Look at the State I’m in

An interesting situation came up with a client who quite recently changed his business entity from a State based sole trader to a Company. This action was taken on advice from his accountant and I have no doubt there were sound financial and taxation reasons for this being done.

Regrettably however there were some quite profound repercussions for his business from an IR perspective. This was mainly due to the fact that the client’s business, up till the change to a Company structure, was subject to State IR legislation which meant that, given the nature of the business, his employees were Award free and subject only to the provisions of the Minimum Conditions of Employment Act.  For those of you who do not know, this is an Act that does not prescribe overtime rates, weekend penalties etc and the sorts of allowances that one typically encounters in an Award.

What wasn't considered at the time is that, as a Company, a Modern Award does now apply to the operations and, like most Awards, was prescriptive in its spread of hours, provisions for overtime, shift loadings, penalties and allowances.  All issues that previously did not need to be taken into account.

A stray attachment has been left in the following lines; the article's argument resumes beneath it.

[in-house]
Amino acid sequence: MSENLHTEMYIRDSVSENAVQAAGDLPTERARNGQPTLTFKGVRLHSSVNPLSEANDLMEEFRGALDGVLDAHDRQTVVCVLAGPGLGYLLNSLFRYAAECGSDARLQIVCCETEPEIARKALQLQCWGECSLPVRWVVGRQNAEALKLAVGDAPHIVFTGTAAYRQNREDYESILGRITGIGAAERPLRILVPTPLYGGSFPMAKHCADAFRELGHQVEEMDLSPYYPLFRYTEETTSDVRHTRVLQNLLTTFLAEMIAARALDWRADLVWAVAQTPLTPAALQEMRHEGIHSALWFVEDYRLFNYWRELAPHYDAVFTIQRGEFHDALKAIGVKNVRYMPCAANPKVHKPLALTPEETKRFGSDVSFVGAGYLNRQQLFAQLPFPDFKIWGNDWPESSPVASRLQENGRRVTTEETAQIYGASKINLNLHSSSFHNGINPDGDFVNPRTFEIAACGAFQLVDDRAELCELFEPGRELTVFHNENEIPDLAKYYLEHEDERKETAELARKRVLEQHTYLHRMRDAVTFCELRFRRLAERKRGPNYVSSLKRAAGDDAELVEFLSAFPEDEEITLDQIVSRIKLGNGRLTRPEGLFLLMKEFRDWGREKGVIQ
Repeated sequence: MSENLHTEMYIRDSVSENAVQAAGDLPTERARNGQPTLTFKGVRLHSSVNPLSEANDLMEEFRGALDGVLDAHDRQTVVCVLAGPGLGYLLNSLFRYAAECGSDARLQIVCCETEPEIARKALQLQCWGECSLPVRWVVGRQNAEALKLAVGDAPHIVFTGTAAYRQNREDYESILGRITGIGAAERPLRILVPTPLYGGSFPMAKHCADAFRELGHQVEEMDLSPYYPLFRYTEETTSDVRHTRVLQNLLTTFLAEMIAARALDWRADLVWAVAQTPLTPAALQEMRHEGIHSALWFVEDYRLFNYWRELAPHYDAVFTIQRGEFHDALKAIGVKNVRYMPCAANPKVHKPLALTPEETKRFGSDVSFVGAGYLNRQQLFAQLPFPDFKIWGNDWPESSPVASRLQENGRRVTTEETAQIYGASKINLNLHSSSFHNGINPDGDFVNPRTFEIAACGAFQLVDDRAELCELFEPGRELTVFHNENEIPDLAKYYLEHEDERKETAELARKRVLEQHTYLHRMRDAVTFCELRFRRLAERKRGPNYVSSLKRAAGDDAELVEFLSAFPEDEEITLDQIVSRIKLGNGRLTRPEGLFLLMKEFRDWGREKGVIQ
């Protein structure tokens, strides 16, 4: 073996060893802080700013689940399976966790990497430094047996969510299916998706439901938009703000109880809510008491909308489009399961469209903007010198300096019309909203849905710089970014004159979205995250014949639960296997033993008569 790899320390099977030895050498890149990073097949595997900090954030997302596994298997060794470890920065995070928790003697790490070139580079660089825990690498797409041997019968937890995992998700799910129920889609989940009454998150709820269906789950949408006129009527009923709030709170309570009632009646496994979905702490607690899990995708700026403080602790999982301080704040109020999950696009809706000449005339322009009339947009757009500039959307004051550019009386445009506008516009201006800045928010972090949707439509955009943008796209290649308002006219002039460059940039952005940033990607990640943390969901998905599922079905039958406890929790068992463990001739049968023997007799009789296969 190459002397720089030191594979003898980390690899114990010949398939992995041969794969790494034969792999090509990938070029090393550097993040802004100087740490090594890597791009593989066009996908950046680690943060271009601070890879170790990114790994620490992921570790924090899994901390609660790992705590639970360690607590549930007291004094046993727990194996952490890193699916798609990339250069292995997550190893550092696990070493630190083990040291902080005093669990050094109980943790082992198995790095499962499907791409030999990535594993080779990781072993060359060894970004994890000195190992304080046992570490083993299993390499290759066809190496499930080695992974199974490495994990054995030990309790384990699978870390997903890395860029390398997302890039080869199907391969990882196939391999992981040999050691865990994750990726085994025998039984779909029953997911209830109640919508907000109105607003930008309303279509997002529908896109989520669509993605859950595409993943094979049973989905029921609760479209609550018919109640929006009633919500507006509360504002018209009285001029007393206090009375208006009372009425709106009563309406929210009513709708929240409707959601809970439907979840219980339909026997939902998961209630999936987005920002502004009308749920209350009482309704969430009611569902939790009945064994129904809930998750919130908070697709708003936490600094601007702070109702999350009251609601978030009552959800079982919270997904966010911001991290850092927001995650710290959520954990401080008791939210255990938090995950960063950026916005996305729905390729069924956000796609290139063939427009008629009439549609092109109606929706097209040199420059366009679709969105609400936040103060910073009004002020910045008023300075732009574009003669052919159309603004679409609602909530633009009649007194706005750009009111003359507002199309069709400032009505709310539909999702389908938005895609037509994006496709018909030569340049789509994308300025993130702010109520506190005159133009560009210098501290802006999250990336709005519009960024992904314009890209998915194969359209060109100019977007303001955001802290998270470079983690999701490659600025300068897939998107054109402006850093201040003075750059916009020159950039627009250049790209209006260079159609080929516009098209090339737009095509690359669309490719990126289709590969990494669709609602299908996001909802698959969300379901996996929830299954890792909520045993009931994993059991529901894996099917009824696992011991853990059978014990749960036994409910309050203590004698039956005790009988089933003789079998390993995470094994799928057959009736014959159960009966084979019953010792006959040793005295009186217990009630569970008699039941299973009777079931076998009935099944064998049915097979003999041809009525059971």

It took several months before this issue came to light and, in fact, only came about as the client was seeking advice on an unrelated matter.  Needless to say, when it was discovered it caused a number of serious issues for the employer. Not least being a huge impact on the business’ cash flow due to the sizable increase in weekly payroll.

Whilst this issue may be unique to WA it does raise the question of due diligence, it is a fact that the legislation that deals with taxation can, in a number of respects, ‘clash’ with provisions of industrial relations legislation. This issue was never discussed with the client by their accountant and one must therefore assume that such knowledge was unknown at the time, perhaps by both parties.

Some months down the track the situation has been stabilised with the client now compliant in terms of their IR obligations but it does provide a salutary lesson in seeking information, support and advice from a range of professionals prior to making a decision. These sorts of matters also have potential impact in the purchase of a business, where for example, a State based employer purchases an operation from a Federally based entity. These sorts of matters need to be clarified in terms of industrial coverage and the carry-over of entitlements etc for transitioning staff.

Got you worried? Make sure you seek out good advice, ‘knowledge is power’!

Author: Rob Littlewood, Clearwater Workplace Solutions

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